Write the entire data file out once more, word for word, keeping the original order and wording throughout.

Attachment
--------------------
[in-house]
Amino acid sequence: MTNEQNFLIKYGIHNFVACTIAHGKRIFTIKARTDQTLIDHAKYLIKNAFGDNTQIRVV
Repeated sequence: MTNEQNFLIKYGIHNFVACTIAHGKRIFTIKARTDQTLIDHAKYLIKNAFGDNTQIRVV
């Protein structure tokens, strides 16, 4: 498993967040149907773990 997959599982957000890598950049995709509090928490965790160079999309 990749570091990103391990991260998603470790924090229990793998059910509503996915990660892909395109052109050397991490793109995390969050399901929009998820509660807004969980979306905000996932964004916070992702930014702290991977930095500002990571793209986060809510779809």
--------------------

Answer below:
[in-house]
Amino acid sequence: MTNEQNFLIKYGIHNFVACTIAHGKRIFTIKARTDQTLIDHAKYLIKNAFGDNTQIRVV
Repeated sequence: MTNEQNFLIKYGIHNFVACTIAHGKRIFTIKARTDQTLIDHAKYLIKNAFGDNTQIRVV
């Protein structure tokens, strides 16, 4: 498993967040149907773990 997959599982957000890598950049995709509090928490965790160079999309 990749570091990103391990991260998603470790924090229990793998059910509503996915990660892909395109052109050397991490793109995390969050399901929009998820509660807004969980979306905000996932964004916070992702930014702290991977930095500002990571793209986060809510779809």